Water-Related News

State may pump stormwater below ground to keep it out of Lake Okeechobee

The Everglades Foundation and other environmental groups are pushing the state to purchase agriculture lands south of Lake Okeechobee for Everglades restoration projects.

How do you get rid of excess rain water without using the Caloosahatchee and St. Lucie estuaries as dumping grounds?

Try deep well injection, or aquifer storage and recovery, two technologies the South Florida Water Management District is considering as it moves forward with Everglades restoration projects.

"The whole idea is that they could assist in the control of the lake level and help with damaging estuary discharges," said Bob Verrastro, the district's top hydrologist. "And the one thing about deep injection wells is they are a one-way street. It’s water that will ultimately be lost underground. It’s as if the water were discharged to tide, but we can use these wells to discharge to tide before they (large volumes of water) get to Lake Okeechobee and the estuaries."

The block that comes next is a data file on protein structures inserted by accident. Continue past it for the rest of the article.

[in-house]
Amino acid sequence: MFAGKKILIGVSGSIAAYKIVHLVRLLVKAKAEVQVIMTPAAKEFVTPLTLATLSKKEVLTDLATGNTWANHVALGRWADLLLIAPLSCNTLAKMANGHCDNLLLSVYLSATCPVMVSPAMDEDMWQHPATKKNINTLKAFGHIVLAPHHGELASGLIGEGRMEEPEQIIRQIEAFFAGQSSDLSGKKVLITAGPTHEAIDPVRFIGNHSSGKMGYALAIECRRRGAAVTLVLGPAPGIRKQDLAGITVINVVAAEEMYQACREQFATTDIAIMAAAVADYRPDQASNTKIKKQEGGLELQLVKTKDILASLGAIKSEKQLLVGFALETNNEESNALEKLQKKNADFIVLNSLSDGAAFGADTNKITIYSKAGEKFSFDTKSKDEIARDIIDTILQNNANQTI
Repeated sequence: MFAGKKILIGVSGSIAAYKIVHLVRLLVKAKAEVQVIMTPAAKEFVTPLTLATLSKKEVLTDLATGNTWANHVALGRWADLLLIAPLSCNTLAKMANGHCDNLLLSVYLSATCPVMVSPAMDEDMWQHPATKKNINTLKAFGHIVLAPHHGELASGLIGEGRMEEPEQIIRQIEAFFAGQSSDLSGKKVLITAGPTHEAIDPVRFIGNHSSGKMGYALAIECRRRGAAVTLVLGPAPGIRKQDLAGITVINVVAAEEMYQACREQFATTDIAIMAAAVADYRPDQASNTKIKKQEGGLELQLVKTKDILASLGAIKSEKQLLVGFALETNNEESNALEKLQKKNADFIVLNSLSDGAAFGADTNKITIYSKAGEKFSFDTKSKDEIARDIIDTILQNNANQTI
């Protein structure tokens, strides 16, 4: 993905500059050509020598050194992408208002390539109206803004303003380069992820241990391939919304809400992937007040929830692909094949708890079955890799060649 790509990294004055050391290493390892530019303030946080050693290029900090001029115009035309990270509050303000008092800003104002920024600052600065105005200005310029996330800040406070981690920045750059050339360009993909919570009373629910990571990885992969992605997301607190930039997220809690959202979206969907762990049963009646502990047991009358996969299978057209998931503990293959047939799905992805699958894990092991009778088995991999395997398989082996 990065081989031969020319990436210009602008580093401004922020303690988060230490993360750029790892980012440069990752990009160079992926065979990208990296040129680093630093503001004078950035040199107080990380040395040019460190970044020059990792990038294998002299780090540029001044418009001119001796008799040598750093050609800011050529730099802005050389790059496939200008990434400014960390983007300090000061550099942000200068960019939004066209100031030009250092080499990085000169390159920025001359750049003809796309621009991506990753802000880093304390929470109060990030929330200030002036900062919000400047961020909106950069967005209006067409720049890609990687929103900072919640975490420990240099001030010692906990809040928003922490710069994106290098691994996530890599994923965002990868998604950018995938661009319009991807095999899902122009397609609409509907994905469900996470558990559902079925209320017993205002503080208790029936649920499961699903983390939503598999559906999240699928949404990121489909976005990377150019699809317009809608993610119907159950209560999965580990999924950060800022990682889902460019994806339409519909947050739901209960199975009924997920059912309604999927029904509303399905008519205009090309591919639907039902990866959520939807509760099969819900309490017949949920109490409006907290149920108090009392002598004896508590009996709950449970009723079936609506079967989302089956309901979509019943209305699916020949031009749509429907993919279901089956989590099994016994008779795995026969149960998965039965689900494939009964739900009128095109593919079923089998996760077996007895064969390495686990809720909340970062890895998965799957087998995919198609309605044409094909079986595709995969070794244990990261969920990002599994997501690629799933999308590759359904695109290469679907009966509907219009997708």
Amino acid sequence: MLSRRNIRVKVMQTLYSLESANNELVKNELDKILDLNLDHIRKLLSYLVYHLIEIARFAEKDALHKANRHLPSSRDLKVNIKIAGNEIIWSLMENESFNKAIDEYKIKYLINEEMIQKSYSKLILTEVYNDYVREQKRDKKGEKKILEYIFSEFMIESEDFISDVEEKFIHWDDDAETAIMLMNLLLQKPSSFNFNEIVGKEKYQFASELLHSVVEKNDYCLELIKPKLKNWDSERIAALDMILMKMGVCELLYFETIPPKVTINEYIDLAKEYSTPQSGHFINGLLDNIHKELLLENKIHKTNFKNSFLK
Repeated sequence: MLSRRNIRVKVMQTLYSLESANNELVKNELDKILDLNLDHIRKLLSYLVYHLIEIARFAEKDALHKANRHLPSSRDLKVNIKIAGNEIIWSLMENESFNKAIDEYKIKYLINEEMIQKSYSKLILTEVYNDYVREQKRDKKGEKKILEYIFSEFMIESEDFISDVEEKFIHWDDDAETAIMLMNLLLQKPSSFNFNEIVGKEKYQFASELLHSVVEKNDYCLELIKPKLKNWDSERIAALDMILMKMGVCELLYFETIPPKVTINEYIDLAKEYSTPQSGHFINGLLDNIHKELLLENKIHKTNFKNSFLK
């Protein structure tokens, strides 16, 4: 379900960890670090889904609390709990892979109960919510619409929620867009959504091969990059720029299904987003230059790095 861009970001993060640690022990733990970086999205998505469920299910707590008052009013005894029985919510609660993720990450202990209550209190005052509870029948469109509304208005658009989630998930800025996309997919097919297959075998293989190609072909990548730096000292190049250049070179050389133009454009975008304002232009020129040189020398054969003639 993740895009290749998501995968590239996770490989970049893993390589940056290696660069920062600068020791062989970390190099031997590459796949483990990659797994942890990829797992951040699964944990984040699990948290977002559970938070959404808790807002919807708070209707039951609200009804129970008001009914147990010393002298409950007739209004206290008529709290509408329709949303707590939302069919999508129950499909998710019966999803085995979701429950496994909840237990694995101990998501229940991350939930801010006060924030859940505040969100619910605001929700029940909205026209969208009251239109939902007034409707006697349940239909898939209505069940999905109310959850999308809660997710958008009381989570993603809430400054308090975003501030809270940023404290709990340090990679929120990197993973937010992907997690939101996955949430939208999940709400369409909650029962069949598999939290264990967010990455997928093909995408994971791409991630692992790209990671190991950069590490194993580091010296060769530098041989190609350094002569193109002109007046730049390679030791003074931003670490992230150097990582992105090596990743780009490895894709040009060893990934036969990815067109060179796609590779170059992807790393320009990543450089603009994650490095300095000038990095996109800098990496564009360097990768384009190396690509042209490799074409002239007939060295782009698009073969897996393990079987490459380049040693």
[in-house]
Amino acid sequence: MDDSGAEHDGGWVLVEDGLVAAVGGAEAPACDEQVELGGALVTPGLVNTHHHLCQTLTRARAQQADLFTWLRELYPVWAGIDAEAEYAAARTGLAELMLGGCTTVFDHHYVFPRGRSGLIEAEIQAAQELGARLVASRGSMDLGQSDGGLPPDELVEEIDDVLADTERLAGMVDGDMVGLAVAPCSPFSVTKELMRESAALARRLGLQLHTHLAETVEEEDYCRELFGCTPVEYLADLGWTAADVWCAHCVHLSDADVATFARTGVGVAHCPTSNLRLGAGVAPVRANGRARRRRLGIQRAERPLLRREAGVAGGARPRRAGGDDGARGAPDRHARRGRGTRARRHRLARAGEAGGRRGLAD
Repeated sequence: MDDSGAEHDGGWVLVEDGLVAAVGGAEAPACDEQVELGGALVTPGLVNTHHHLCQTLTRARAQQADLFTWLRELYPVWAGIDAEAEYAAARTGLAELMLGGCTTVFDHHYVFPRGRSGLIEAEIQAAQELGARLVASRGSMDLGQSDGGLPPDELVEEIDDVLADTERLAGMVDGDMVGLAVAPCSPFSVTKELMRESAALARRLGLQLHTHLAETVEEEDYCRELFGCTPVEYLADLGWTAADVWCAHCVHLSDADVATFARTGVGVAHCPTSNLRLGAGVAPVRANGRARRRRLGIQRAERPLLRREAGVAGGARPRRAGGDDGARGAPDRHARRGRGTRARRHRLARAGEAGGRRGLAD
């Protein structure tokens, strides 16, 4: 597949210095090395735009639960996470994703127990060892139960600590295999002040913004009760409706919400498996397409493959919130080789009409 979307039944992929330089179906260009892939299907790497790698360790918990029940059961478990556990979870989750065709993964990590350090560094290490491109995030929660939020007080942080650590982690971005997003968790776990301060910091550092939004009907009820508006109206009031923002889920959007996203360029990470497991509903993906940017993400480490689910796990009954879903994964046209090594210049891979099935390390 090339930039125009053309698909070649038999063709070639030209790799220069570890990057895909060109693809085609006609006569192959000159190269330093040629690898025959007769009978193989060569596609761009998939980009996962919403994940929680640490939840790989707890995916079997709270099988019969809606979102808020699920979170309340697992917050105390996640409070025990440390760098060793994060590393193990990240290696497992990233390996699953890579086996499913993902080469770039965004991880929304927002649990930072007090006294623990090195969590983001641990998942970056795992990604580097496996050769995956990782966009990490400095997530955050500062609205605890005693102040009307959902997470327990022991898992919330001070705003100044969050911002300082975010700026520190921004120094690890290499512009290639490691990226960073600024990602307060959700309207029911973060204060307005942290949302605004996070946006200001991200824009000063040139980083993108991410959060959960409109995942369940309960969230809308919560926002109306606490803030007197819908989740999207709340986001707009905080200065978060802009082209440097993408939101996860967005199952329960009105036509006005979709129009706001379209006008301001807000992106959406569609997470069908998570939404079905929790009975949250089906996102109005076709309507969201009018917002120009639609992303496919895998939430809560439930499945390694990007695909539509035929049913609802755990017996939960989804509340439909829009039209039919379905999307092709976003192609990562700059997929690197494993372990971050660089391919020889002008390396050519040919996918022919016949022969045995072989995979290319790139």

A group called the Water Resources Advisory Commission takes input during the planning process and is an advisory board for the district's governing board members. It met Thursday in West Palm Beach to discuss options but didn't vote on a specific plan.

More than 500 million gallons was released from Lake Okeechobee and into the Caloosahatchee River during 2016, an odd year that started with heavy El Nino rains in January and ended with six of the last seven months seeing below average rainfall.